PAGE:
The face of an Iron Age druid from Scotland has been revealed almost 2,000 years after her death.
University of Dundee student Karen Fleming has painstakingly reconstructed the features of ‘Hilda’, an unusually long-lived Iron Age woman.
Working from a skull held at The University of Edinburgh’s Anatomical Museum, Karen Fleming, a Forensic Art & Facial Identification student, has been able to recreate the features of the druid — a toothless woman in her 60s — in wax.
The skull, nicknamed Hilda, is thought to have originally been presented to the Phrenological Society of Edinburgh in 1833.
No one knows exactly how far back it dates, but it’s likely to be in the early years of the first millennium AD. ‘It’s impossible to know for sure when [Hilda] died as we were unable to carbon-date the skull, but assuming the information in the journal from 1833 is correct, [she] passed away anytime between 55BC to 400AD and was of Celtic origin,’ says Ms Fleming.
What scientists do know is that Hilda, who is thought to have come from Stornoway, on the Isle of Lewis, was unusually old for a woman of the Iron Age. ‘It’s clear from the skull she was toothless before she died, which isn’t too surprising considering the diet of folk back then, but it was impressive how long she lived,’ Ms Fleming explains.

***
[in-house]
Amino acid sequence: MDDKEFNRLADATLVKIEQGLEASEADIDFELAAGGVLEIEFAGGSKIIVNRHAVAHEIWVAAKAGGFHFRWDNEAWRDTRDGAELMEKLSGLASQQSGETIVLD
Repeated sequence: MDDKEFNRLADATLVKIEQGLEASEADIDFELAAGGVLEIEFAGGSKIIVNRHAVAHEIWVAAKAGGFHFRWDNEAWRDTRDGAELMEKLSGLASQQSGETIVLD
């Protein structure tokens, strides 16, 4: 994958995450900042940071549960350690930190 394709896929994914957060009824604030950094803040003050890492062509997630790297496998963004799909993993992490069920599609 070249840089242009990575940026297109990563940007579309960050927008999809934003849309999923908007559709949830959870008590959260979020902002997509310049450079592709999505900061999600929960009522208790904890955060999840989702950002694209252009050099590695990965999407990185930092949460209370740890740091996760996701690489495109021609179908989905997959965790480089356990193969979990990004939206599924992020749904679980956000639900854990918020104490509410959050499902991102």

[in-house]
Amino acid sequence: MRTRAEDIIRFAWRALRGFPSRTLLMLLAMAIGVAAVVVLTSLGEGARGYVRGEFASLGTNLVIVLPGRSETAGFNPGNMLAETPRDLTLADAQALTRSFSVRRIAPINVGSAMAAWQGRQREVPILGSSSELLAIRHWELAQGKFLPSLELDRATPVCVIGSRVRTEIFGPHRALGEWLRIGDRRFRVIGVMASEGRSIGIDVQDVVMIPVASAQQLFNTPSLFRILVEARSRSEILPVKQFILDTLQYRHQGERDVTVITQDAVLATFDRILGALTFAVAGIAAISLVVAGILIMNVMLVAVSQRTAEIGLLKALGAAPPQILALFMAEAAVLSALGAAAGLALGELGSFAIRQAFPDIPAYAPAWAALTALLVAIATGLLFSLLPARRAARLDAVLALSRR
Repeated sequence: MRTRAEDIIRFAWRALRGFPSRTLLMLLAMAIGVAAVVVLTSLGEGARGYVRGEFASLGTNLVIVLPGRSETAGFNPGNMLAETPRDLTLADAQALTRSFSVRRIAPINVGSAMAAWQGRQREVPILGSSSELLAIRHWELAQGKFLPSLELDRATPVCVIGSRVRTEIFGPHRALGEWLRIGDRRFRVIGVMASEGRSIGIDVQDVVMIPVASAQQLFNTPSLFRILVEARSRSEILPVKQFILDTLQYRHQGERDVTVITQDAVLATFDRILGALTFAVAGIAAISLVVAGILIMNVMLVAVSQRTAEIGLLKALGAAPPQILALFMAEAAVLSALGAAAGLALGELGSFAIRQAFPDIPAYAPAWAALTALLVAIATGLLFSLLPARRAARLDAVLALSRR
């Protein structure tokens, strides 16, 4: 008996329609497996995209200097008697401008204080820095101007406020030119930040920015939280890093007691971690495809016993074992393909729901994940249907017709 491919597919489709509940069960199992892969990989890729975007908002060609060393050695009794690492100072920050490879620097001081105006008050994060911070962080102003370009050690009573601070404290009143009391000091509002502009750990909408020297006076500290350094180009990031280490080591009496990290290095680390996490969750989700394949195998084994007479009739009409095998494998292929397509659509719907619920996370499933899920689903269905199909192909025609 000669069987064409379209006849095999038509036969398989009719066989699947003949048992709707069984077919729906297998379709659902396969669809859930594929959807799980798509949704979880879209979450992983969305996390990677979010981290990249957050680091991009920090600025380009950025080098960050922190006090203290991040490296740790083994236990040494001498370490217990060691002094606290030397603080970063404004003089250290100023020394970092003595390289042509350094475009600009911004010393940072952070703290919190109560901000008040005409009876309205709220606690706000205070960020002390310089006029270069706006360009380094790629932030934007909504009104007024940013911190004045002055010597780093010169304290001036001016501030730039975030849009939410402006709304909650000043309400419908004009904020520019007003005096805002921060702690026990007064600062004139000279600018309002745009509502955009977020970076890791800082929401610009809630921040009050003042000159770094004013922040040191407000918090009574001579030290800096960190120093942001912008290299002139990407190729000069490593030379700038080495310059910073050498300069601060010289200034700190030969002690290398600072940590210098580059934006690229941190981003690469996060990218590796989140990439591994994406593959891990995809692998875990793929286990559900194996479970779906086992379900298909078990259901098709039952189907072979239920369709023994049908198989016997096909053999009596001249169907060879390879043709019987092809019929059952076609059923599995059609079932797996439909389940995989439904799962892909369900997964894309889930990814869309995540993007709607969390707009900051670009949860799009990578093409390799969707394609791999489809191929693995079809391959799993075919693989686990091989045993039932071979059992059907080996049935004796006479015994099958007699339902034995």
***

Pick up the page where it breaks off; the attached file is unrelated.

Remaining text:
‘A female’s life expectancy at this time was roughly 31 years but it is now thought that living longer during the Iron Age is indicative of a privileged background.’
Recreating Hilda’s face was ‘fascinating’ but also challenging. Bizarrely, one of the greatest hurdles Ms Fleming had to overcome was the weather. Because of the heatwave, the wax face risked melting before it had even had a chance to see the light.
‘It’s funny to say it now but I had to keep parts of Hilda, like her wax-modelled ears, in the fridge for most of the summer,’ says Ms Fleming. ‘As a mature student who commutes from Edinburgh, I often had to keep her cool in the car, strapped up in the passenger seat. I’m sure that’s a sight passers-by won’t forget seeing.’
Providentially saved by a fridge, Hilda’s face will now go on display at the Duncan of Jordanstone College of Art & Design’s Masters Show, which showcases the very best design and artwork produced by students of seven different postgraduate courses at the University of Dundee.
The exhibition runs from Saturday, August 17, to Sunday, August 25, with a preview on the evening of Friday, August 16. Admission is free and opening hours are 10am to 8pm from Monday to Friday, and 10am to 4pm on Saturday and Sunday.
An altar cloth that turned out to be part of a gown belonging to Elizabeth I is going on display